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Jean Bertrand is a partner in the Tax Department and a member of the Private Funds Group. Jean advises clients on a broad range of domestic and international tax issues. Her practice focuses on hedge and private equity fund formation, investment structuring, cross-border lending transactions and other financings, and providing general tax advice to corporations, partnerships, high-net-worth individuals and families. In addition, Jean has significant experience in advising public charities, private foundations and other tax-exempt organizations on structural and operating matters, including obtaining tax-exempt status, managing unrelated business taxable income, complying with the excess benefit transaction rules, grant-making, fundraising, and structuring investments.

Prior to becoming a lawyer, Jean was registered as a certified public accountant in New York and worked for several years as an auditor at a major public accounting firm. Prior to joining the Firm, Jean was a Special Counsel at Cadwalader, Wickersham and Taft LLP.

Introduction

Section 1402(a)(13) of the Internal Revenue Code provides that the distributive share of “limited partners, as such” from a partnership is not subject to self-employment tax.[1]  Managers of private equity and hedge funds are routinely structured as limited partnerships to exclude management and incentive fees from self-employment

On March 9, 2023, the Biden Administration released the Fiscal Year 2024 Budget, and the “General Explanations of the Administration’s Fiscal Year 2024 Revenue Proposals,” which is commonly referred to as the “Green Book.” The Green Book summarizes the Administration’s tax proposals contained in the Budget. The Green Book is not proposed legislation, and each of the proposals will have to be introduced and passed by Congress. Most of this year’s proposals were previously proposed by the Biden Administration. However, there are a number of notable new proposals, including proposals to increase the stock buyback tax to 4%, increase the net investment income tax (“NIIT”) rate and additional Medicare tax rate from 3.8% to 5% for certain high income taxpayers, apply the wash sale rules to digital assets, and implement several changes to the international tax laws. This blog post summarizes some of the Green Book’s key proposals.

On March 18, 2020, President Trump signed into law the Families First Coronavirus Response Act (“FFCRA”) (H.R. 6201), and on March 27, 2020, he signed into law the Coronavirus Aid, Relief, and Economic Security Act (the “CARES Act”) (H.R. 748). This alert summarizes certain loan and tax-related provisions of these new laws that are most relevant to nonprofit organizations.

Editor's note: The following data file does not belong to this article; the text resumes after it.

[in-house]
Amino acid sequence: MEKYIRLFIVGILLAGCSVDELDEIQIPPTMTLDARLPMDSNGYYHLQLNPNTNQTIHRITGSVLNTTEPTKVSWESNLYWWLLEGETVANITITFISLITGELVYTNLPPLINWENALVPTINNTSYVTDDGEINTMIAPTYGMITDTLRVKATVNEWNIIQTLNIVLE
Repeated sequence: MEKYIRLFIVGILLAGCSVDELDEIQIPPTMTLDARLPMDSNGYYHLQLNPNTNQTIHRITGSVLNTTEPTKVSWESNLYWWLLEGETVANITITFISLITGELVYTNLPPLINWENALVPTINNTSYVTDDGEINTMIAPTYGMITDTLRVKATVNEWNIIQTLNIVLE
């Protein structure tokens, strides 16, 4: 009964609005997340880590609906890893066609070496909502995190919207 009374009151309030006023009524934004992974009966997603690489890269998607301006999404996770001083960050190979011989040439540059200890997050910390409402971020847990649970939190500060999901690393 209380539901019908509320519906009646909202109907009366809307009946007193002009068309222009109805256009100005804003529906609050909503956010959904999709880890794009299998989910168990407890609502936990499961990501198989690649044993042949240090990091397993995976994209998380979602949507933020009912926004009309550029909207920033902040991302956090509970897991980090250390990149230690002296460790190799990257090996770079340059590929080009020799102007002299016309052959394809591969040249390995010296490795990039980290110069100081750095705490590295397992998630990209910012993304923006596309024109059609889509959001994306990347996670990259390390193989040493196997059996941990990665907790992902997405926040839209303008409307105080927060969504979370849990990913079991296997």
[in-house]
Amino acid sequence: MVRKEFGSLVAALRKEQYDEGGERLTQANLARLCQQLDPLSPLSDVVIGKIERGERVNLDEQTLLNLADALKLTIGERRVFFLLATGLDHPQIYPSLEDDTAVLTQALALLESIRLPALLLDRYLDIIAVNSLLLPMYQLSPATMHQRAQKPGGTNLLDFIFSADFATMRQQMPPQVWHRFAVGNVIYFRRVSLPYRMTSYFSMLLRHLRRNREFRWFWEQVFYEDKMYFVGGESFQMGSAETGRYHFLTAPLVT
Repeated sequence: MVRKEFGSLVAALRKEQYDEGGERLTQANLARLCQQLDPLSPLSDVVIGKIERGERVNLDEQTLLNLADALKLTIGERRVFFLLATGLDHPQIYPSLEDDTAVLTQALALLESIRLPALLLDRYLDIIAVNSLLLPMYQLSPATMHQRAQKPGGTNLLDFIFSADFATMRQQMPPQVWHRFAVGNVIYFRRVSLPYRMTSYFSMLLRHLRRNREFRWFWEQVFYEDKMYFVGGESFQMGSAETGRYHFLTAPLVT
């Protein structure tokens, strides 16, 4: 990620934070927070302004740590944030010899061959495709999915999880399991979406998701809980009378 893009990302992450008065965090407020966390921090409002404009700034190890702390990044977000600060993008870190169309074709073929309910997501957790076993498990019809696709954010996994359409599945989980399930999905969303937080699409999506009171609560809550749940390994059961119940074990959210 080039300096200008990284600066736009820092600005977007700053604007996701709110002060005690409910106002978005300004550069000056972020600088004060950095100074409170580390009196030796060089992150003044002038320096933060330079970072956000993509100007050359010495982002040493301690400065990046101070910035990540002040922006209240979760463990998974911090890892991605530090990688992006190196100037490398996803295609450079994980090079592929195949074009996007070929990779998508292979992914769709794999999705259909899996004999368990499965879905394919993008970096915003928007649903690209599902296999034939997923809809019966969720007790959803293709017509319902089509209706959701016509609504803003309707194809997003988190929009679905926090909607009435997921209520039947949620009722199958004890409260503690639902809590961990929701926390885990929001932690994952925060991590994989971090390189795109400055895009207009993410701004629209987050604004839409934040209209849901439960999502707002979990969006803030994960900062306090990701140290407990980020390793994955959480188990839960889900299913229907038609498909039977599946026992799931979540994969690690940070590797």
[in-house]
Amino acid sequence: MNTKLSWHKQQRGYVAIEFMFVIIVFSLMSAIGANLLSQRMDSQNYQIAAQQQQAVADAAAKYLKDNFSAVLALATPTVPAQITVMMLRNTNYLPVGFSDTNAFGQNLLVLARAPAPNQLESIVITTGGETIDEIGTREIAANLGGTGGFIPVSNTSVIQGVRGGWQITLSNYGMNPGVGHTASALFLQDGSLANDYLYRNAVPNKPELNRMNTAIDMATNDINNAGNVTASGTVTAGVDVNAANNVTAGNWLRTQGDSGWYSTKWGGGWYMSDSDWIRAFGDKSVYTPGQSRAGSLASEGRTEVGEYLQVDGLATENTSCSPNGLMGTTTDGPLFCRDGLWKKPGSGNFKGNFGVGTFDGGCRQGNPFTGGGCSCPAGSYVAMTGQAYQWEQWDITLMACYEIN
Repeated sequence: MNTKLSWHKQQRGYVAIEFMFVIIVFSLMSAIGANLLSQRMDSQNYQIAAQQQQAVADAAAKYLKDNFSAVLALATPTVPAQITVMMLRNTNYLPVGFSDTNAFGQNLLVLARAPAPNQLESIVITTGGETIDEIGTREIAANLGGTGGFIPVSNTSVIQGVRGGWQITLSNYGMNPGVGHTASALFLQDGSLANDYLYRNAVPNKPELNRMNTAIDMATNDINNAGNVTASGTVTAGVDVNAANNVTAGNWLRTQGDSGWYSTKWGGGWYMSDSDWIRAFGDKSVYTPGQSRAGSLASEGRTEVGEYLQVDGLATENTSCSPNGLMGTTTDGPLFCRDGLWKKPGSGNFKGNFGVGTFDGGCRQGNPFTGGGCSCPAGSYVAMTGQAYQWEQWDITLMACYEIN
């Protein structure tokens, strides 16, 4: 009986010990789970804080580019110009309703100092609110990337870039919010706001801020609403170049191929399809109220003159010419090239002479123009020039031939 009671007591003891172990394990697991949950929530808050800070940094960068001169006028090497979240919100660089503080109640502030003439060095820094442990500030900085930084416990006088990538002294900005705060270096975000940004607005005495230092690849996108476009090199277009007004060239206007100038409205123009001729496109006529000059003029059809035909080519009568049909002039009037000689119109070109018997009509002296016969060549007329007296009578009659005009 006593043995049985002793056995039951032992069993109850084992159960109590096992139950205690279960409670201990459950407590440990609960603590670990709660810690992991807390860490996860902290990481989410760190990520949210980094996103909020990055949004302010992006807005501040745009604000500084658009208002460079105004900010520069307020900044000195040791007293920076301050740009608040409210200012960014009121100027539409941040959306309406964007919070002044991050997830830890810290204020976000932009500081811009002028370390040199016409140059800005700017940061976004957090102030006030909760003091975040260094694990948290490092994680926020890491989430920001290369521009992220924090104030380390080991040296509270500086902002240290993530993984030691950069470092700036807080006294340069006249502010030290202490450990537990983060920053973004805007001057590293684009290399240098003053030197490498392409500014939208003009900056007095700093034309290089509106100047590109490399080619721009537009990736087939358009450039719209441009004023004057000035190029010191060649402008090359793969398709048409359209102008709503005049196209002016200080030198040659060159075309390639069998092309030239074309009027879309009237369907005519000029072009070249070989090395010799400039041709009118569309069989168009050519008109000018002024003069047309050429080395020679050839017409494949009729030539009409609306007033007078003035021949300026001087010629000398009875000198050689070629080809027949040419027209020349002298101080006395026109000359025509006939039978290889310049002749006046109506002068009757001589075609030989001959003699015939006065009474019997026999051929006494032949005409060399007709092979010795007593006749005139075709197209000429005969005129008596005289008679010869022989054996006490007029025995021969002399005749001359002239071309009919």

On December 19, 2019, the Internal Revenue Service (the “IRS”) and the U.S. Department of the Treasury (the “Treasury”) issued final regulations (the “Final Regulations”) under section 1400Z-2 of the Internal Revenue Code[1] regarding the opportunity zone program, which was enacted as part of the law commonly referred to as the “Tax Cuts and Jobs Act”.[2] The opportunity zone program is designed to encourage investment in distressed communities designated as “qualified opportunity zones” (“opportunity zones”) by providing tax incentives to invest in “qualified opportunity funds” (“QOFs”) that, in turn, invest directly or indirectly in the opportunity zones.

The opportunity zone statute left many uncertainties regarding the fundamental operations of the opportunity zone program. The IRS and Treasury issued two sets of proposed regulations under section 1400Z-2 in October 2018 and April 2019 (the “Proposed Regulations”). The Proposed Regulations were discussed in two of our earlier blog posts, found here and here. The Final Regulations address the many comments received in response to the Proposed Regulations and retain the basic approach and structure set forth in the Proposed Regulations, but include clarifications and modifications to the Proposed Regulations. The Final Regulations are generally taxpayer-favorable, and incorporate many of the provisions requested by commentators. However, there are certain provisions that are worse for taxpayers than under the Proposed Regulations.

The Final Regulations will be effective on March 13, 2020, and are generally applicable to taxable years beginning after that date. For the portion of a taxpayer’s first taxable year ending after December 21, 2017 that began on December 22, 2017, and for taxable years beginning after December 21, 2017 and on or before March 13, 2020, taxpayers and QOFs generally may choose to apply the Final Regulations or the Proposed Regulations, so long as, in each case, they are applied consistently and in their entirety.

This blog summarizes some of the important aspects of the Final Regulations. It assumes familiarity with the opportunity zone program.

Summary

This section lists some of the most important changes in the Final Regulations.